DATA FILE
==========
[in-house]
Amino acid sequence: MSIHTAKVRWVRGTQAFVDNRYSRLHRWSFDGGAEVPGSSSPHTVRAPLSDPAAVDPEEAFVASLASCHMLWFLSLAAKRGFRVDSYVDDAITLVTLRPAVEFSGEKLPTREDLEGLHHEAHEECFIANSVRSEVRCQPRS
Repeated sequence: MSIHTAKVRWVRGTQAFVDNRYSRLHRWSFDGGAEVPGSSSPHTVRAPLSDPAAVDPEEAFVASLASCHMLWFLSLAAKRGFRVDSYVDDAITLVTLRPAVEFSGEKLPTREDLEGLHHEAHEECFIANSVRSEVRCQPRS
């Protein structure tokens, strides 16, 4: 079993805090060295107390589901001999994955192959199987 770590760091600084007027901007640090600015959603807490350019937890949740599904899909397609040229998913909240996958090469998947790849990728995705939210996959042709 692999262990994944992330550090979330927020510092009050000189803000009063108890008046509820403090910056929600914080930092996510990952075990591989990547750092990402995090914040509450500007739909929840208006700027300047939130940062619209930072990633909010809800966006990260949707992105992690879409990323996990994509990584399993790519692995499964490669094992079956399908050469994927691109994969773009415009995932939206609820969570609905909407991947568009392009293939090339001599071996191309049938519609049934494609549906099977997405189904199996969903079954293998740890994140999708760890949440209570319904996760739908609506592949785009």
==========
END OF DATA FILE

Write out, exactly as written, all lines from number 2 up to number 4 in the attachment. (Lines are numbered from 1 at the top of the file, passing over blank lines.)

Amino acid sequence: MSIHTAKVRWVRGTQAFVDNRYSRLHRWSFDGGAEVPGSSSPHTVRAPLSDPAAVDPEEAFVASLASCHMLWFLSLAAKRGFRVDSYVDDAITLVTLRPAVEFSGEKLPTREDLEGLHHEAHEECFIANSVRSEVRCQPRS
Repeated sequence: MSIHTAKVRWVRGTQAFVDNRYSRLHRWSFDGGAEVPGSSSPHTVRAPLSDPAAVDPEEAFVASLASCHMLWFLSLAAKRGFRVDSYVDDAITLVTLRPAVEFSGEKLPTREDLEGLHHEAHEECFIANSVRSEVRCQPRS
């Protein structure tokens, strides 16, 4: 079993805090060295107390589901001999994955192959199987 770590760091600084007027901007640090600015959603807490350019937890949740599904899909397609040229998913909240996958090469998947790849990728995705939210996959042709 692999262990994944992330550090979330927020510092009050000189803000009063108890008046509820403090910056929600914080930092996510990952075990591989990547750092990402995090914040509450500007739909929840208006700027300047939130940062619209930072990633909010809800966006990260949707992105992690879409990323996990994509990584399993790519692995499964490669094992079956399908050469994927691109994969773009415009995932939206609820969570609905909407991947568009392009293939090339001599071996191309049938519609049934494609549906099977997405189904199996969903079954293998740890994140999708760890949440209570319904996760739908609506592949785009």